• Harry Potter & the Goblet of Fire / Starship Troopers Demo / Urban Chaos: Riot Response / Metal Gear Acid 2 / Hitman: Blood Money / The Godfather / From Russia With Love / The Sims Deluxe Edition / Final Fight – Streetwise / Timeshift / Tenchu: Time of the Assassins / Trapt / Resident Evil: Deadly Silence / State of Emergency 2 / Prey / Def Jam Fight for New York: The Takeover / GTA: Liberty City Stories / World Championship Poker 2 / Full Spectrum / Warriors: Ten Hammers / CSI 3: Dimensions of Murder / Golden Nugget Casino DS / Texas Hold ‘Em Poker DS / Sin Episodes: Emergence / Play Wize Poker & Casino / Vegas Reel / Saints Row / Jaws Unleashed / Call of Duty 2 / Curious George / Reservoir Dogs / Metal Gear Solid 3 – Subsistence / Company of Heroes / Yakuza / The Warriors / Canis Canem Edit / 50 Cent – Bulletproof / 24: The Game / Ultimate Mortal Kombat 3 / Dirge of Cerberus / Call of Duty 3 / Tom Clancy’s Splinter Cell - Double Agent / Tony Hawk’s Project 8 / Sid Meier’s Civilization Chronicles / Rapala Tournament Fishing! / Guitar Hero 2 / Eragon / Barbie in The 12 Dancing Princesses / Forbidden Siren 2 / Crackdown / Superman Returns / Leisure Suit Larry Collection / Tony Hawk’s Downhill Jam / IL2 Sturmovick – Forgotten Battles / Driver ’76 / Shrek the Third / Tomb Raider Anniversary / Dead Rising / The Darkness / Dungeon Siege 2: Broken World / Call of Juarez / F.E.A.R / The Shield / Viva Pinata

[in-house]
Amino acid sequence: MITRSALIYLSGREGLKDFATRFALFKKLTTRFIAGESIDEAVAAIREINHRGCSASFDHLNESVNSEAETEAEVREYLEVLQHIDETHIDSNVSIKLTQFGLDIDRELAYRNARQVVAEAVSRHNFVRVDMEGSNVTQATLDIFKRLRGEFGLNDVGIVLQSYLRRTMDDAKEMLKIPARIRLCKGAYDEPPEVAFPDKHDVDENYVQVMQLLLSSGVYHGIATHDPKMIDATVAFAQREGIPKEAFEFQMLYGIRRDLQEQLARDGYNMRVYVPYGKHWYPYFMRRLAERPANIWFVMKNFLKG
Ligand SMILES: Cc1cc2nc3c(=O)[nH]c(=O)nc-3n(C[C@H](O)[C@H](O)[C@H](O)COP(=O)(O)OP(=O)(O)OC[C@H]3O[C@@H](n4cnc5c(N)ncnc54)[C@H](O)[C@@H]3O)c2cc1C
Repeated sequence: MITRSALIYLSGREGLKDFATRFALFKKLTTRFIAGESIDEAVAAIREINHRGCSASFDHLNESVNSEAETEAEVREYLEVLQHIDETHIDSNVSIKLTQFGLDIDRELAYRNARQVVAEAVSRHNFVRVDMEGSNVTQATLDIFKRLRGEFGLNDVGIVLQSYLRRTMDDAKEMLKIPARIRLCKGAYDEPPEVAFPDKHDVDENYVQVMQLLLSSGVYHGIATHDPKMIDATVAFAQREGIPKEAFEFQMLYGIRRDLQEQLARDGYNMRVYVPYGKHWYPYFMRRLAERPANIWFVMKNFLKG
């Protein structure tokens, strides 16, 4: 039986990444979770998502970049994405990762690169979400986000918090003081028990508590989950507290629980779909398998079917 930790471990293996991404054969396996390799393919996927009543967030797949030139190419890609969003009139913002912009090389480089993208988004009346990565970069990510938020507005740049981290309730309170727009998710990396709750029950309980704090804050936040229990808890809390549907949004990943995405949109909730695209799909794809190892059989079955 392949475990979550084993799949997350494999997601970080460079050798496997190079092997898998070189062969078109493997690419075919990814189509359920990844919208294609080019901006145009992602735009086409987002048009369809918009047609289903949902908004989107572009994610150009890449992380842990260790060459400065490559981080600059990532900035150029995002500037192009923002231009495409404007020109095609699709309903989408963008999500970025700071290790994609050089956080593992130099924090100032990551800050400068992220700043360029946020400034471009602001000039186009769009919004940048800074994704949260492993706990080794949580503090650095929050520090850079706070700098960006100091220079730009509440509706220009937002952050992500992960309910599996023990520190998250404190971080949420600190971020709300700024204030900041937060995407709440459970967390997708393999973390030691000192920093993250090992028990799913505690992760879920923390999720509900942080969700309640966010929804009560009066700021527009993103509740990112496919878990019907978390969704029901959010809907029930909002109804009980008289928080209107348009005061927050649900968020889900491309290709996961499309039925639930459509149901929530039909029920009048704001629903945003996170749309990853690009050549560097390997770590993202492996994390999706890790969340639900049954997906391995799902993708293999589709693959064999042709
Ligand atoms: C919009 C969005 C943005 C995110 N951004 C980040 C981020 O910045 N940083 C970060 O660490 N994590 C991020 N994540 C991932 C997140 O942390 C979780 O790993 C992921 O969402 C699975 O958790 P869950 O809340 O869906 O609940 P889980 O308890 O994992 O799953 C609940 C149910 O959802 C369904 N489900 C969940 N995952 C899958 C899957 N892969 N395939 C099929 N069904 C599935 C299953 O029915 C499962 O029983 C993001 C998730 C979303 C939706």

• 8. 2006/07 video games
    • Magazine covermount DVDs
    • - Jetix
    • - OXM
    • - XBox World 360
    • - PSW
    • - PC Gamer
    • - PC Zone
    • - PC Format
    • - OPS
    • - PSM2
    • - Nintendo Official Magazine
    • - Ngamer
  • 9. How BBFC examine
    • The BBFC Guidelines - latest issue 2005 - published every four years, & derived from a combination of:
      • requirements of UK law & Human Rights Act 1988
      • public consultation (citizens’ juries, research & questionnaires)
      • research projects
    • Examiners apply largely the same guidelines to games as to other media, allowing for some differences
    • Interactive aspect key – increasing physicality of games (Wii) means BBFC must fully understand the gaming experience
    • To assist the examining process, BBFC recently commissioned bespoke research study
  • 10. BBFC video games research
    • Overall research objective:
    • ‘ To improve understanding of what players enjoy about video games, & to explain their preferences for particular games’
      • how gamers relate to the medium
      • what makes games attractive (interplay between visuals, adrenalin rush, reward of finishing, social benefits of playing, etc)
      • the implications for classifying games relative to other media (grounds for applying different criteria to the classification of games?)
      • how games are perceived by the public, & by parents of gamers
  • 11. Research methodology
    • Qualitative research, consisting primarily of interviews & discussions with:
    • - gamers ( aged 7 – 40 yrs; light, intermediate & heavy players, in hours pw)